Sarah, born 2nd month 1751, married 12th mo 1772/73 Isaac Tyson, son of Isaac and Sarah, at Abington Meeting. Sarah and Isaac had a daughter Abigail before Sarah’s death at age 22. Isaac then married Lydia Tomkins and had four children with her.8

  1. John Jordan, Colonial Families of Philadelphia, 1911, p. 698.
  2. Abington Monthly Meeting minutes, 12th month 1754.
  3. Montgomery County probate records, RW #950, Book 2, p. 122. He should not be confused with his cousin Isaac Cleaver, son of Peter and Elizabeth, who died in Upper Dublin, Montgomery County, in 1797 (Montgomery County probate #RW 949).
  4. Abstracted at:
  5. Abington MM Minutes, microfilm at Friends Historical Library, volume 1.5, page 10. This might explain why the children of Rynear and Mary did not marry as Friends. At least three of their children lived to young adulthood but died unmarried.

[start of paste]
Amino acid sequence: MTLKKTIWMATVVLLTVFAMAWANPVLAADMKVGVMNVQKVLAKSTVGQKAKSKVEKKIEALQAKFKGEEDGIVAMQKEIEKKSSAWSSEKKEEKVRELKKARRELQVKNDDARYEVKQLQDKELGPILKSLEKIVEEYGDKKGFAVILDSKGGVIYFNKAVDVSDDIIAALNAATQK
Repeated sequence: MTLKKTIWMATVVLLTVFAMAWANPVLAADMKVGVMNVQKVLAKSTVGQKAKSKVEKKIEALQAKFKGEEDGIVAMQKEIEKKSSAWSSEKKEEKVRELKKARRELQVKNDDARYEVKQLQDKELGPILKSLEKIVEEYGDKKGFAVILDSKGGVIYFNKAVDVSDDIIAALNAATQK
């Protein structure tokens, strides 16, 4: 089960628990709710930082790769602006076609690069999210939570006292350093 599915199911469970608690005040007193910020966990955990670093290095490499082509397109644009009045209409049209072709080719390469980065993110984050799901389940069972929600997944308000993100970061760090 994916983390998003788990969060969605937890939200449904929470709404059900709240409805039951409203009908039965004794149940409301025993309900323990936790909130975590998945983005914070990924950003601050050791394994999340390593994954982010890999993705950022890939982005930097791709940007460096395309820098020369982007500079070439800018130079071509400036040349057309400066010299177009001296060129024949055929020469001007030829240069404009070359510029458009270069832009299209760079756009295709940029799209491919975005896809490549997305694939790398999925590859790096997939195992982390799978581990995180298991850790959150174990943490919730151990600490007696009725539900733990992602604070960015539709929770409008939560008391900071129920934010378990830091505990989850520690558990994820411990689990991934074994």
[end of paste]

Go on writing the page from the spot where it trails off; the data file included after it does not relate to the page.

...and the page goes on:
6. Abstracts of Montgomery Co. Wills, p. 83. RW6832; Orphan’s Court record OC7827.
  7. William Jessup Cleaver , Some Descendants of Perer Cleaver, 1983, p. 17, on Internet Archive.
  8. Cleaver manuscript, p. 17-18.

Samuel Worthington and Mary Carver

The Worthington brothers, John and Samuel, arrived a generation later than the first rush of Quakers in 1682. There are no records of their parents in Pennsylvania; they probably came together as young men.1 Worthington is a common name in Lancashire and it is possible they came from there.2 John Worthington married Mary Walmsley in 1720 and had a large family. Samuel married four years later, declaring his intentions in early 1724 to marry Mary Carver.3 She was the daughter of William Carver and his second wife Mary.4 They were married under the care of Abington Monthly Meeting, which had jurisdiction over Friends who lived in Byberry.5